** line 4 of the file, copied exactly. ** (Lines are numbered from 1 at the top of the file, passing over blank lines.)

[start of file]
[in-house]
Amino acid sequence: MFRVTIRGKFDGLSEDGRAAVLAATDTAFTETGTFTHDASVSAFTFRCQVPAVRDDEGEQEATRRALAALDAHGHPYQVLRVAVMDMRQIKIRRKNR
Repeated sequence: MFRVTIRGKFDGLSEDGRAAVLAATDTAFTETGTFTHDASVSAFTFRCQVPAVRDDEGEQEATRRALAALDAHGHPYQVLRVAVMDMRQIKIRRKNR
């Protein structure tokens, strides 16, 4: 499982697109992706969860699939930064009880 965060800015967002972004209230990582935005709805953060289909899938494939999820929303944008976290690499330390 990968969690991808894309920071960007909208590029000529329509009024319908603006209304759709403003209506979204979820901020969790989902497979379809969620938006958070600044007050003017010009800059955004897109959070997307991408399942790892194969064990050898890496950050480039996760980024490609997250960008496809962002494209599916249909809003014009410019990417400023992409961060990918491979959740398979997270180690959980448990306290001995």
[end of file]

């Protein structure tokens, strides 16, 4: 499982697109992706969860699939930064009880 965060800015967002972004209230990582935005709805953060289909899938494939999820929303944008976290690499330390 990968969690991808894309920071960007909208590029000529329509009024319908603006209304759709403003209506979204979820901020969790989902497979379809969620938006958070600044007050003017010009800059955004897109959070997307991408399942790892194969064990050898890496950050480039996760980024490609997250960008496809962002494209599916249909809003014009410019990417400023992409961060990918491979959740398979997270180690959980448990306290001995």